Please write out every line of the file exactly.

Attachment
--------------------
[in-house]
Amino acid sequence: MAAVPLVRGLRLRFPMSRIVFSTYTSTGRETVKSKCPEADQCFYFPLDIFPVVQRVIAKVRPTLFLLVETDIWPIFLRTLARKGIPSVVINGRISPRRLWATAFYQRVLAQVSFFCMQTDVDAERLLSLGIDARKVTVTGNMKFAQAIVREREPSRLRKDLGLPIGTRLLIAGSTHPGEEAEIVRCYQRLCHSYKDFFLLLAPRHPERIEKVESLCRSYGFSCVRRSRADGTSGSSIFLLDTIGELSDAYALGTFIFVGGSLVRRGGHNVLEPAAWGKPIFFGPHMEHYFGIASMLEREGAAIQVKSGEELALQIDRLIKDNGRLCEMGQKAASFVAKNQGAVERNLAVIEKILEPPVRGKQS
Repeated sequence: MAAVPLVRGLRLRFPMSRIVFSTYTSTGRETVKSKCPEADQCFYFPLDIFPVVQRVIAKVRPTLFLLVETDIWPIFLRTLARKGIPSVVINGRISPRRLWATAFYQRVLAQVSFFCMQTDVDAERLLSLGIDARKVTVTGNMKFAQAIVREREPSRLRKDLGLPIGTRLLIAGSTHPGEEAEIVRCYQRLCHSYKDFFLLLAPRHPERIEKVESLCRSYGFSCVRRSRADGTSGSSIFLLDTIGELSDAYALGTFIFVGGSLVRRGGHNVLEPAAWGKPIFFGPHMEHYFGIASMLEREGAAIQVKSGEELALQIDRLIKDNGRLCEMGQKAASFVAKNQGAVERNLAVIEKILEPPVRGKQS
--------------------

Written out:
[in-house]
Amino acid sequence: MAAVPLVRGLRLRFPMSRIVFSTYTSTGRETVKSKCPEADQCFYFPLDIFPVVQRVIAKVRPTLFLLVETDIWPIFLRTLARKGIPSVVINGRISPRRLWATAFYQRVLAQVSFFCMQTDVDAERLLSLGIDARKVTVTGNMKFAQAIVREREPSRLRKDLGLPIGTRLLIAGSTHPGEEAEIVRCYQRLCHSYKDFFLLLAPRHPERIEKVESLCRSYGFSCVRRSRADGTSGSSIFLLDTIGELSDAYALGTFIFVGGSLVRRGGHNVLEPAAWGKPIFFGPHMEHYFGIASMLEREGAAIQVKSGEELALQIDRLIKDNGRLCEMGQKAASFVAKNQGAVERNLAVIEKILEPPVRGKQS
Repeated sequence: MAAVPLVRGLRLRFPMSRIVFSTYTSTGRETVKSKCPEADQCFYFPLDIFPVVQRVIAKVRPTLFLLVETDIWPIFLRTLARKGIPSVVINGRISPRRLWATAFYQRVLAQVSFFCMQTDVDAERLLSLGIDARKVTVTGNMKFAQAIVREREPSRLRKDLGLPIGTRLLIAGSTHPGEEAEIVRCYQRLCHSYKDFFLLLAPRHPERIEKVESLCRSYGFSCVRRSRADGTSGSSIFLLDTIGELSDAYALGTFIFVGGSLVRRGGHNVLEPAAWGKPIFFGPHMEHYFGIASMLEREGAAIQVKSGEELALQIDRLIKDNGRLCEMGQKAASFVAKNQGAVERNLAVIEKILEPPVRGKQS